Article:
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    Members of the Communist-affiliated PAME labor union pass in front of the Bank of Greece during an anti-austerity protest in Athens on Tuesday, June 23, 2015

    S&P Raises Greece Long-Term Ratings to 'CCC+'

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    Standard & Poor's Ratings Services said Tuesday it had raised foreign and local currency long-term sovereign credit ratings on Greece from 'CCC-' to 'CCC+' with a stable outlook.

    MOSCOW (Sputnik) — Last week, following lengthy talks, the Eurogroup reached an agreement on a new bailout package for Greece, with $95 billion to be given to the country over the next three years in exchange for economic reforms. The package has been approved by the Greek government.

    The European Commission offered a short-term bridge loan worth some 7 billion euro ($7.6 billion) to assist Greece, which Athens used to make the debt repayments to its intentional lenders, the European Central Bank (ECB) and the International Monetary Fund (IMF).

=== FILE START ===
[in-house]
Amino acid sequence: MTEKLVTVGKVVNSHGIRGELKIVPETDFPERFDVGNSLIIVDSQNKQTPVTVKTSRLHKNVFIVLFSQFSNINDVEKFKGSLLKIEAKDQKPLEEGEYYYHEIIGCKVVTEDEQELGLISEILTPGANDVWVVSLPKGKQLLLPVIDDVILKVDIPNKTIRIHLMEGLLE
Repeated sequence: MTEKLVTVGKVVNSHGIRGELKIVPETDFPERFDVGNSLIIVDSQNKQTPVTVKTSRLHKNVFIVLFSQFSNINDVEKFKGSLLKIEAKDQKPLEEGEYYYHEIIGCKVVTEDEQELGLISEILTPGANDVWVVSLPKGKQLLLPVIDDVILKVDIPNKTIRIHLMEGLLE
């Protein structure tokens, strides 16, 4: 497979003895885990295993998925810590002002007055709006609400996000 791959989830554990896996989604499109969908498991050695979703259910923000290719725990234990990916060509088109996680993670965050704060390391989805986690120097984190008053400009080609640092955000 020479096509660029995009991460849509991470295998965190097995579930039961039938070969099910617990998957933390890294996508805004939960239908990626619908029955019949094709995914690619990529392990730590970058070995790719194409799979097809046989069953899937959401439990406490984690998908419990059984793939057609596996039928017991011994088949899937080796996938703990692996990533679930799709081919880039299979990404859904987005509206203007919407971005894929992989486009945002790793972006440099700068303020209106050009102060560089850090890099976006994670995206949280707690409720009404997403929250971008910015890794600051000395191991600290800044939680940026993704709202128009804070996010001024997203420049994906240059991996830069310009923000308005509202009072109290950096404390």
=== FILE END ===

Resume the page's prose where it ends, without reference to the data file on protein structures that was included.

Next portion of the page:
The S&P said in a statement:

    "The upgrade reflects Greece's improved liquidity perspective following last week's consent, in principle, from the Eurogroup to the three-year loan program for Greece via the ESM, alongside the provision of €7.16 billion in three-month bridge financing to the Greek government, which it used on July 20to clear its arrears with the IMF and the Bank of Greece and to repay the ECB." 

    "We consequently think that Greece's default on its stock of commercial debt is no longer inevitable in the next six to 12 months," the statement said.

    Greece's default on its stock of commercial debt is "no longer inevitable in the next six to 12 months," the statement said.

    Last month, the Greek government rejected a bailout deal proposed by its lenders, later announcing a referendum on the issue. The move surprised eurozone finance ministers and triggered speculation about Greece's possible exit from the euro area.

    Earlier this month, S&P forecast a 25-percent GDP decline for Greece if the country withdrew from the eurozone, adding that that scenario would significantly increase its debt burden.

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